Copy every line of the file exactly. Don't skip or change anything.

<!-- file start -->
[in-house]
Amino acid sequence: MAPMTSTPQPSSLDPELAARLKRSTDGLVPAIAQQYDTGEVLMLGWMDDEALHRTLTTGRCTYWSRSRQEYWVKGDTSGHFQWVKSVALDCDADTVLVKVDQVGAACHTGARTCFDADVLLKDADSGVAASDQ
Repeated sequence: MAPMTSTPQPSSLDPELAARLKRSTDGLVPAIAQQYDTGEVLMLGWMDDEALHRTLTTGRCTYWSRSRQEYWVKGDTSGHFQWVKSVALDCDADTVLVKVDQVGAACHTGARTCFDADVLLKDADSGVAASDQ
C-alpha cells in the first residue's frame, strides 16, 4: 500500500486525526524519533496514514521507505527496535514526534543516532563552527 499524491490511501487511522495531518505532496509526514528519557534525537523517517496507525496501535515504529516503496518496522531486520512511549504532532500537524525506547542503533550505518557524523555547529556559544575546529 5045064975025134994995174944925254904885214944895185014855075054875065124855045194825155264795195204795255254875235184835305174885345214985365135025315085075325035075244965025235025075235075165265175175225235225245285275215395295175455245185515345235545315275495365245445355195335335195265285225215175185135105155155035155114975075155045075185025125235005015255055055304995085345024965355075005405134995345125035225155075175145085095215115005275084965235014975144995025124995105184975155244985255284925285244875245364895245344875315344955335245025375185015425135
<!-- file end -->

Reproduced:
[in-house]
Amino acid sequence: MAPMTSTPQPSSLDPELAARLKRSTDGLVPAIAQQYDTGEVLMLGWMDDEALHRTLTTGRCTYWSRSRQEYWVKGDTSGHFQWVKSVALDCDADTVLVKVDQVGAACHTGARTCFDADVLLKDADSGVAASDQ
Repeated sequence: MAPMTSTPQPSSLDPELAARLKRSTDGLVPAIAQQYDTGEVLMLGWMDDEALHRTLTTGRCTYWSRSRQEYWVKGDTSGHFQWVKSVALDCDADTVLVKVDQVGAACHTGARTCFDADVLLKDADSGVAASDQ
C-alpha cells in the first residue's frame, strides 16, 4: 500500500486525526524519533496514514521507505527496535514526534543516532563552527 499524491490511501487511522495531518505532496509526514528519557534525537523517517496507525496501535515504529516503496518496522531486520512511549504532532500537524525506547542503533550505518557524523555547529556559544575546529 5045064975025134994995174944925254904885214944895185014855075054875065124855045194825155264795195204795255254875235184835305174885345214985365135025315085075325035075244965025235025075235075165265175175225235225245285275215395295175455245185515345235545315275495365245445355195335335195265285225215175185135105155155035155114975075155045075185025125235005015255055055304995085345024965355075005405134995345125035225155075175145085095215115005275084965235014975144995025124995105184975155244985255284925285244875245364895245344875315344955335245025375185015425135